Portraits at the Stock Exchange (also known as At the Bourse) is a painting by the French artist Edgar Degas. Completed in about 1879, the painting was already in the collection of the French banker Ernest May when it was listed in the catalogue of the fourth Impressionist exhibition that year. It may also have been shown in the next Impressionist exhibit in 1880, but it was not well known until it entered the collections of the Louvre in 1923. The canvas shows an interior corner of the open trading floor of the Paris Stock Exchange (The Paris Bourse). May stands in the centre of the picture wearing a top hat and pince-nez, listening to his colleague, a certain M. Bolâtre, leaning over his shoulder. They are likely discussing a document, possibly a bordereau, held aloft by a partially obscured third party.
Although the owner and possible commissioner of the work was himself Jewish, art historian Linda Nochlin has interpreted the painting as an anti-Semitic depiction of Jews in Paris, due especially to the exaggerated features and postures of the subjects. British art historian Richard Shone has written about the oil painting and its pastel study without mentioning anti-Semitism. In stark contrast to Nochlin, he describes the figures as having "humdrum features." May himself, according to Shone, is depicted as a "seasoned figure" whose "expression gives nothing away." While anti-Semitism has a long history in France, there is little evidence of Degas' holding this attitude until the time of the Dreyfus affair two decades later.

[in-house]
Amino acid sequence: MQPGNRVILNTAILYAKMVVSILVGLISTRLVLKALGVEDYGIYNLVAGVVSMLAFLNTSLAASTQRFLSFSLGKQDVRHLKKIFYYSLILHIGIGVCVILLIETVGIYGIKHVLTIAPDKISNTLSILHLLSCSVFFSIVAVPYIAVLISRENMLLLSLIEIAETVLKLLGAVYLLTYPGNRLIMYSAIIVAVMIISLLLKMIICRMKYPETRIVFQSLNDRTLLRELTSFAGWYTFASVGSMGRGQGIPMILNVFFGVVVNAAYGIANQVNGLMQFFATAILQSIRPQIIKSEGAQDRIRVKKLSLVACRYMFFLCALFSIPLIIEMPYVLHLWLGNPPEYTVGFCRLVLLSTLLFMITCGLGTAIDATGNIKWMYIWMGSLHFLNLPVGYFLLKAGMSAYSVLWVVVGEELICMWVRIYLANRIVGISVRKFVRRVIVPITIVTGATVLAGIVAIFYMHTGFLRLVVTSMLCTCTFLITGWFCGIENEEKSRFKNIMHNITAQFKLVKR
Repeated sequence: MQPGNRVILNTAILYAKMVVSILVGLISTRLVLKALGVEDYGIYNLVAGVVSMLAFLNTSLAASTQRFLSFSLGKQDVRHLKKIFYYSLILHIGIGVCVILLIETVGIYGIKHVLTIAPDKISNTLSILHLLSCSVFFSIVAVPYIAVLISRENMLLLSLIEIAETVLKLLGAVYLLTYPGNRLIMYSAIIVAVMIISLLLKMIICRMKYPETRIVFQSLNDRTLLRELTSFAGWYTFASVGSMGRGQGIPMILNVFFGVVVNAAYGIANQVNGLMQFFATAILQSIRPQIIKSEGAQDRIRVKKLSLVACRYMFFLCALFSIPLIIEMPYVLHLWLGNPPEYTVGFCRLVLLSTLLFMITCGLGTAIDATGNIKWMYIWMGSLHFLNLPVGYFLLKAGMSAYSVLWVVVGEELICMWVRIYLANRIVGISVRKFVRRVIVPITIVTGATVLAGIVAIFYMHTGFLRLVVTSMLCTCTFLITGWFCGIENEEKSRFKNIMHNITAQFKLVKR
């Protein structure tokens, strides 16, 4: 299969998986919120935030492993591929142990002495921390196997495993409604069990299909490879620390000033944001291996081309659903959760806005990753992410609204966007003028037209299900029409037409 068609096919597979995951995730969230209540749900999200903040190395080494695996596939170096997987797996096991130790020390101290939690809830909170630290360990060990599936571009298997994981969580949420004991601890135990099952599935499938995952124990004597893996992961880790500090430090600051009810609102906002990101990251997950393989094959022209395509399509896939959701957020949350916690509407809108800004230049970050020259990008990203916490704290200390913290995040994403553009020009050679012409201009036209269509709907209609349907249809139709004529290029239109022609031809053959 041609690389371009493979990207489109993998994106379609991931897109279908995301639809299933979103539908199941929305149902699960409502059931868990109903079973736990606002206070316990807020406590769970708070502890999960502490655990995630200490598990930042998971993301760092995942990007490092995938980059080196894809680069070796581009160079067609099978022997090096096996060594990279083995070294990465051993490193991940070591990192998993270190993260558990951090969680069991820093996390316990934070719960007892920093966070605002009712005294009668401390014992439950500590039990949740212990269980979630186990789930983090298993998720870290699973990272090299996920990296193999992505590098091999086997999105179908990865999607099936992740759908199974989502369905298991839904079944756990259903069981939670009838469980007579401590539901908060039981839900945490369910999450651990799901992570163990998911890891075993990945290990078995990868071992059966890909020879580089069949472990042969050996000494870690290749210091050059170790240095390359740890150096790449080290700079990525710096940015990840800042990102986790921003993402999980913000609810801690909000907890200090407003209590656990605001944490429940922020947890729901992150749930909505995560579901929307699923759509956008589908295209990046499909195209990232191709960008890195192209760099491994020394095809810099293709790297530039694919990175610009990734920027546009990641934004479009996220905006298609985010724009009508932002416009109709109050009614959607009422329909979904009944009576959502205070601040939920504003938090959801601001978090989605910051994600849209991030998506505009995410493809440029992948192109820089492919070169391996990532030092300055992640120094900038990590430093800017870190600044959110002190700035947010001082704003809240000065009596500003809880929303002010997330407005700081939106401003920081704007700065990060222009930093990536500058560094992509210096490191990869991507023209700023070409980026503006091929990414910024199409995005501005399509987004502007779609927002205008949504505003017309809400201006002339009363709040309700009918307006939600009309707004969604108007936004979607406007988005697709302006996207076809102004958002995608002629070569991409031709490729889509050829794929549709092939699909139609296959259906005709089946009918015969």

The technique of Portraits at the Stock Exchange can be more closely related to Impressionism than many of Degas's earlier works. Evidence for this can be found in the painting's quickly applied, sketchy brushstrokes. The psychological perspective of the painting is one of detachment, a common viewpoint in Impressionist paintings. This painting currently resides in the Musée d'Orsay in Paris. A smaller, pastel sketch of the same subject can be found in the Metropolitan Museum of Art.
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